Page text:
The ability to listen and learn from one another has always been vital in parliament, in business and in most aspects of daily life. But at this particular moment in time, as national and global events continue to reiterate, it is uncommonly crucial that we forge new channels of communication and reinforce existing ones. The following article from Business Durham is an attempt to do just that. We would welcome your thoughts on this or any other Parliamentary Review article.
Rt Hon The Lord David Blunkett
Rt Hon The Lord Eric Pickles
THE PARLIAMENTARY REVIEW
Highlighting best practice
34 | BUSINESS DURHAM
Brian Archer, managing
Business Durham is the economic development organisation that
works on behalf of Durham County Council to enable growth,
create jobs and improve lives in and around the county. They
seek to find new ways to support and nurture businesses through
the innovative use of public sector budgets and private sector
finance to help companies gain access to the funding they require
in order to fulfil their needs. Managing director Brian Archer
Thriving economies depend on dynamic companies to generate jobs and create
wealth, from micro-businesses started at an entrepreneur’s kitchen table to well-
established international corporations. We offer support and advice across the whole
spectrum, helping firms tap into the funding available from the public and private
sectors and creating an enterprise culture in which they can prosper.
As part of our drive to raise the profile of County Durham as the best place to invest,
start or grow a business, we have an extensive portfolio of business properties, from
commercial office space to high-tech laboratories. We have also built up a tight-knit
network that connects businesses with the funding and advice support they need to
grow and flourish, whether they are already in the region or are looking to relocate.
Whichever stage of development a business is at, we can help them to meet the
challenges they are facing, whether that might be research and development, the design
of new products, training, marketing or expansion. The companies we have worked with
to help settle and expand in the region include Hitachi Rail, Atom bank and Caterpillar.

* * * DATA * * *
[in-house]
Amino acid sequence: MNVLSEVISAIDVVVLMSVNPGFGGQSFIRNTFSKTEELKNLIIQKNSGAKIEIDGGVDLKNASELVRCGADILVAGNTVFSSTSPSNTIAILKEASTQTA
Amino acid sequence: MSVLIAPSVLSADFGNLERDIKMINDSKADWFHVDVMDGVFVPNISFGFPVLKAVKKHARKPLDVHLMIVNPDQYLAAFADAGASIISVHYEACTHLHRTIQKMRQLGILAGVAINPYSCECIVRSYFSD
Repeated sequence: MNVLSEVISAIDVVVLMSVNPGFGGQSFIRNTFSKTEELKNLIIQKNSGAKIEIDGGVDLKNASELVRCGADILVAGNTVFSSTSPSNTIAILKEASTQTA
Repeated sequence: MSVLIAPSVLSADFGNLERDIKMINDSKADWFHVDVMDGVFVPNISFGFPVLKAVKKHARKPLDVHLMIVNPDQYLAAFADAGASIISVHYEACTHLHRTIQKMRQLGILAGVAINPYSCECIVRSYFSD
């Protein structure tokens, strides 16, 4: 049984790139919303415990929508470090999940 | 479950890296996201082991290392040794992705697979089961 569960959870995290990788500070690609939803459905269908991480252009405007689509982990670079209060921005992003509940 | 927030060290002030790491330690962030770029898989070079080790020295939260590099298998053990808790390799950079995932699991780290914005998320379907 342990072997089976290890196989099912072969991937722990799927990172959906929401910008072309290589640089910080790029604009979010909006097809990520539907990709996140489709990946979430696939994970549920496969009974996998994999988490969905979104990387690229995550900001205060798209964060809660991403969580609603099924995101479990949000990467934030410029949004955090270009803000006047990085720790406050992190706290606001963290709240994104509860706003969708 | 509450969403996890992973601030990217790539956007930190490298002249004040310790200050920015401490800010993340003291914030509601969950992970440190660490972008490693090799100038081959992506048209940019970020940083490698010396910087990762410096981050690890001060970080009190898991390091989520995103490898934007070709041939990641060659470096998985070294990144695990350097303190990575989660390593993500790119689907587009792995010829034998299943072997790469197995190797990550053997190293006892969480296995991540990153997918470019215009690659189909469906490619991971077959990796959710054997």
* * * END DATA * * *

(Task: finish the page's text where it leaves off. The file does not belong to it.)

At the opposite end of the scale, we are working to inspire the next generation of
business leaders through our groundbreaking Future Business Magnates competition
in secondary schools. Students work with experts from local firms on challenges such
as product design, marketing and finance.
We have also launched the Durham City Incubator in partnership with Durham
University and New College Durham to help graduates establish new enterprises
and retain their talent in the region. The incubator is hosted in one of our flagship
properties, the award-winning £3.4 million Salvus House building in Durham City,
which opened last year and can provide businesses with the space they need, be that
a generous suite of offices or an efficient virtual workspace.
Funding for ambitious firms
To help the current crop of SMEs secure the finance they need, we have forged
strong links with banks and financial intermediaries, and can provide access to a wide
range of funding. This includes venture capital, business angels, grants and initiatives
that support specific sectors. This complex funding landscape can be bewildering,
so, whatever stage a company is at, we have access to appropriate expertise to
understand their needs and utilise the financing most appropriate for them.
The recognition that SMEs need as many options as possible prompted the 2017
launch of our £20 million Finance Durham fund on behalf of the county council,
AT A GLANCE
»Established in 2012
»Based in Durham
development for Durham
»Works with more than 1,000
businesses every year
»Attracts capital and inward
investment to the county
»Set up £20 million Finance
Durham investment fund in
35BUSINESS DURHAM |
BEST PRACTICE REPRESENTATIVE 2018
managed by Maven Capital Partners,
one of the UK’s leading private
equity managers. Designed to unlock
companies’ growth potential, it offers
funding that ranges from £200,000 to
£700,000, though 10 per cent of the
fund has been set aside for incubation
investments of £10,000 to £40,000.
The fund is committed to supporting
up to 70 companies in its first ten years,
sustaining their expansion, creating
jobs and contributing to the general
prosperity of the region. Applicants
must be based in or relocating to
County Durham and are subject to a
rigorous process of due diligence.
The fund has already had a big impact.
It toasted its first deal in 2017, with
a £250,000 investment in Durham
Distillery to help the owner of Durham
Gin move into new premises, able to
include a visitor centre, and to launch
the region’s first single malt whisky.
Finance Durham’s first incubator
investment, however, was for £40,000
in Moralbox in Seaham, a technology
start-up that provides software to help
employers and employees manage
training records. Other investments
include £650,000 in a biomass energy
plant and £250,000 in an automotive